After the first five episodes of this second season of Jessica Jones, it was hard to know which way the story was ultimately going to move in. All I can say, based on the remainder of the episodes, is that I didn’t imagine that the story would go the way it did – which isn’t necessarily a bad thing. It was just… different.
Sure, there were some aspects of it which were telegraphed early in the writing. The identity of the killer, for instance, wasn’t perhaps the massive reveal that it could have been; the relationship Jessica develops with her building’s supervisor was almost inevitable; Trish’s dark downward path to relapsing addiction – albeit one which could potentially turn her in to legendary comic book character Hellcat – was teased early on; even the return of David Tennant as Kilgrave/The Purple Man was known in advance, and it played out roughly as expected without any “cheats” in terms of rewriting the end of season one.
The shocking thing was that despite all of that, despite everything predicted coming to pass, the story still didn’t play out as expected.
Again the themes of addiction, obsession, hope and control are a large part of the story, but this time are viewed from a slightly skewed angle, with no clear truth being evident. The illegal experiments we’re witness to are ethically wrong, yet they undeniably save lives and are performed out of good intentions, not a desire to destroy the world. When does love become obsession, and is protection of loved ones just another form of control? Was Nietzsche right when he said that hope was the enemy, or is it only false hope that’s guilty of that?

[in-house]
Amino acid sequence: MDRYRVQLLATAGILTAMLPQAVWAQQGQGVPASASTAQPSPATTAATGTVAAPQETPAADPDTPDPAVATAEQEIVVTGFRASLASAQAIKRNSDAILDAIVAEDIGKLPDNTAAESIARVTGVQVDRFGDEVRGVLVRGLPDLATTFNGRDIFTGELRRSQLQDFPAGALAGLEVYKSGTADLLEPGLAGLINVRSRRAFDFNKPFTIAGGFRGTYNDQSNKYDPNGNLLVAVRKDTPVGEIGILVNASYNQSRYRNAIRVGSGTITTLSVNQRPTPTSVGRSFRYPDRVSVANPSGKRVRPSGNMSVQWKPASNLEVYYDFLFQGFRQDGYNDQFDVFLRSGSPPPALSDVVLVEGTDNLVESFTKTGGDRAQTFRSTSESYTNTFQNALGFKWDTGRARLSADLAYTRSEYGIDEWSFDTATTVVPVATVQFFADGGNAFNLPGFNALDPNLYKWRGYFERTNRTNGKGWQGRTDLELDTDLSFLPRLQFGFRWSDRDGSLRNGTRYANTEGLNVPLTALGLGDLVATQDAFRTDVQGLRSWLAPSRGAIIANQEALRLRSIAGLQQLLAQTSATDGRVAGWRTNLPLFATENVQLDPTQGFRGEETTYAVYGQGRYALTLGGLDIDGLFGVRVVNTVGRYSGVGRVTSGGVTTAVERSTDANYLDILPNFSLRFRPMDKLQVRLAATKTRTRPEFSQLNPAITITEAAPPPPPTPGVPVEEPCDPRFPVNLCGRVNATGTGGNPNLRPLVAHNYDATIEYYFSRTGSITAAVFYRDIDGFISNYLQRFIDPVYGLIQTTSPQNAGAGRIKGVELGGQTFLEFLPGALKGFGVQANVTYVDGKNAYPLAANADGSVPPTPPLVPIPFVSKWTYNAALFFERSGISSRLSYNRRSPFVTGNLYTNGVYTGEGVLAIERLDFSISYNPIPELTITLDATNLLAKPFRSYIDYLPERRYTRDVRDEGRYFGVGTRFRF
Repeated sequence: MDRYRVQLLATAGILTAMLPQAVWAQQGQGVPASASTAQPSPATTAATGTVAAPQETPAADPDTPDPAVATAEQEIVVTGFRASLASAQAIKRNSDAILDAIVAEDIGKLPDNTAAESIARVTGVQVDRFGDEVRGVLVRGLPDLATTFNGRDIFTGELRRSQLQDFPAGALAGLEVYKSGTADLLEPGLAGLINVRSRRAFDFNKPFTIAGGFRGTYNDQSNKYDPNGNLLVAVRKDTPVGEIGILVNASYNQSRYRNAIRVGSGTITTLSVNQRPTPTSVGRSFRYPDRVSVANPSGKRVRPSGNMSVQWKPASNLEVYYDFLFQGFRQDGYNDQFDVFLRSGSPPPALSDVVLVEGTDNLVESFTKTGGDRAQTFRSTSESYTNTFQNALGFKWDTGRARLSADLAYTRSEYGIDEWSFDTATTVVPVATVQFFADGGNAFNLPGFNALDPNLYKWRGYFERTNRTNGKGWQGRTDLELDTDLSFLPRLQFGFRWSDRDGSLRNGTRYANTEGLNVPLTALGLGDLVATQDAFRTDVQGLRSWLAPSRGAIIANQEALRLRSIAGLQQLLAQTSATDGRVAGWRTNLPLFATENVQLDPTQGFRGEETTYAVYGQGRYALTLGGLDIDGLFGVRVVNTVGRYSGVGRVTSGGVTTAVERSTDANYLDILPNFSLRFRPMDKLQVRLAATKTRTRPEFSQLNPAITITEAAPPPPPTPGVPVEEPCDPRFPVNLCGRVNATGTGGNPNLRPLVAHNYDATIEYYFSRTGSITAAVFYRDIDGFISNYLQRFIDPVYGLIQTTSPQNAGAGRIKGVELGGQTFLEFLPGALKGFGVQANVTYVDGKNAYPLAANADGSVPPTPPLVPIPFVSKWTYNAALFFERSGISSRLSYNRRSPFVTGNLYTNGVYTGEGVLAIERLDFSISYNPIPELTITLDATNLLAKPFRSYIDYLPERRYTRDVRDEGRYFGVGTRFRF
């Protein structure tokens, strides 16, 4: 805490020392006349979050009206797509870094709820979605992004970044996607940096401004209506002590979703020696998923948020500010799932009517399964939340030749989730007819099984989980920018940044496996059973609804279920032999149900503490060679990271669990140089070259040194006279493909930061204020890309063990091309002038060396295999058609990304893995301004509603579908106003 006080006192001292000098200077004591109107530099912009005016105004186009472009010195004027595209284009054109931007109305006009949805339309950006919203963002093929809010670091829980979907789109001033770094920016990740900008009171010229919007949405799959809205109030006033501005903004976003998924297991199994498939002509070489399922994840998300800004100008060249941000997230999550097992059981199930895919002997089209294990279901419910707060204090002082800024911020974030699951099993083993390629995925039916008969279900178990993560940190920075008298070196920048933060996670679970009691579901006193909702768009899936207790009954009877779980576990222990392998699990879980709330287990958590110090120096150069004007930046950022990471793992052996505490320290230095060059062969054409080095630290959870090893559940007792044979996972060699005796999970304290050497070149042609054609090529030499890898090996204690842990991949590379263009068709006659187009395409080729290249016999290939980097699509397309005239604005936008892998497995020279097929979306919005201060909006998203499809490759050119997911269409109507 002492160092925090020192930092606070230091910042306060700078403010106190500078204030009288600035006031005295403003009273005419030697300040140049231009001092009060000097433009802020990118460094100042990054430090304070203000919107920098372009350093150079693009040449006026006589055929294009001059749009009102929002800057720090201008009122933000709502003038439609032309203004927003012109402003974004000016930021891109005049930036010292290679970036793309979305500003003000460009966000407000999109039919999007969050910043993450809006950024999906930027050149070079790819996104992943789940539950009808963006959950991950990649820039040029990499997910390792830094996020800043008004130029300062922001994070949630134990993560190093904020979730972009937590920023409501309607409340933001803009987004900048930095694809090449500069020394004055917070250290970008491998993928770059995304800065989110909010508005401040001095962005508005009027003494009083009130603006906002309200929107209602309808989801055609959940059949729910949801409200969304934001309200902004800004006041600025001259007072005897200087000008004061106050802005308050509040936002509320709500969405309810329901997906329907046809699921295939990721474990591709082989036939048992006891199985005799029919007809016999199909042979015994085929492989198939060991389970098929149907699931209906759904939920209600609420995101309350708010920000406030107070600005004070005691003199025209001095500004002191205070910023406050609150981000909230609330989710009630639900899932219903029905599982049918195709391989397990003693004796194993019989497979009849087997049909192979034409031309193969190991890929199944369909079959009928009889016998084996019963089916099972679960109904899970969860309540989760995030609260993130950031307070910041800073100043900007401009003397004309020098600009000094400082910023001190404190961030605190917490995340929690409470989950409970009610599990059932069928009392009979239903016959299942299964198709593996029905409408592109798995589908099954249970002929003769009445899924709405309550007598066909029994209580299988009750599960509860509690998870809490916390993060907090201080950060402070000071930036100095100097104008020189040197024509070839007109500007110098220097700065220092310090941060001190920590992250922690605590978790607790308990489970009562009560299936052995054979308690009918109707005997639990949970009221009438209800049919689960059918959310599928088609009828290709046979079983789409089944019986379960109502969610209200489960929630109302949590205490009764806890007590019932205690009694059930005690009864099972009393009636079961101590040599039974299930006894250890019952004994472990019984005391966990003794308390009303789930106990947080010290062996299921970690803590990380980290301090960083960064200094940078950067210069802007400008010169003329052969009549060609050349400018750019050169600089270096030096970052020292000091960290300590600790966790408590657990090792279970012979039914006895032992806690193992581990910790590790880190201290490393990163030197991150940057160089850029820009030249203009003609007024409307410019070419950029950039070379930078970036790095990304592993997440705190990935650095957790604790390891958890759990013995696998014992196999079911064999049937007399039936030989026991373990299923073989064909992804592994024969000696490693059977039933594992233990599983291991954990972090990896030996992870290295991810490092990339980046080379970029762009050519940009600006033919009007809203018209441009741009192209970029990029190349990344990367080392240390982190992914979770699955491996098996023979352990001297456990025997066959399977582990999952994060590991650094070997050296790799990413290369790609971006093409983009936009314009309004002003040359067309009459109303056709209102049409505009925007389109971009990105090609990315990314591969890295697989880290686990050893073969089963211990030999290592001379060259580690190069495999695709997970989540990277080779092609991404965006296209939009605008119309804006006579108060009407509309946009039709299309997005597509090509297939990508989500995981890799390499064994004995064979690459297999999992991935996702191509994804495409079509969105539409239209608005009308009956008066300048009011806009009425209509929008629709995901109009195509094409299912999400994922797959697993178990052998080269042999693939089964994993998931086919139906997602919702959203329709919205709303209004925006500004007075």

Essentially, every character in this series is a victim in some way. So who’s the villain this season? Well, each character falls into that bracket too. Mirroring real life, everyone crosses that moral grey area to some extent… except, understandably, for the building supervisor’s son – which again reminds us that it’s the children who suffer for the mistakes of adults. Everyone makes personal choices which are wrong and can have disastrous consequences, but when there’s no clear-cut right answer, all anybody can do is pick the lesser of two evils at the time and hope it works out for the best. Nobody’s perfect, and this show doesn’t hold anybody up to that lofty standard or make judgments.
Okay, all of that makes this series sound like a bland think-piece, which it isn’t. It’s just that, as has become standard for Marvel’s Netflix shows, there’s a lot to think about as we see these characters struggle to get through life and make impossible choices. There’s action, but it’s secondary to the story, and with no clear good vs. evil conflict on display it’s more about the fascinating characters and unpredictable twists and turns of the plot. There are some weak moments, such as the rushed resolution of Hogarth’s revenge plan, but the phenomenal acting and directing (in particular in the Jennifer Lynch-helmed episode) make up for any flaws.
There are probably going to be many people who’ll find this disappointing for that reason, or who’ll simply chant “BORING!” in comment posts. This show doesn’t have the action of The Punisher, the mind-blowing effects of Guardians Of The Galaxy, the comedy of Thor: Ragnarok or the adventurous streak of Agents of SHIELD. Yet, if you’re a fan of the character of Jessica Jones from the comic books or the show’s first season, then you’ll know that all of that is just fine.
Instead, what this series has to offer is something different in the MCU: a slow-burn, straight-out engaging drama about broken people, some of whom just happen to have super-powers.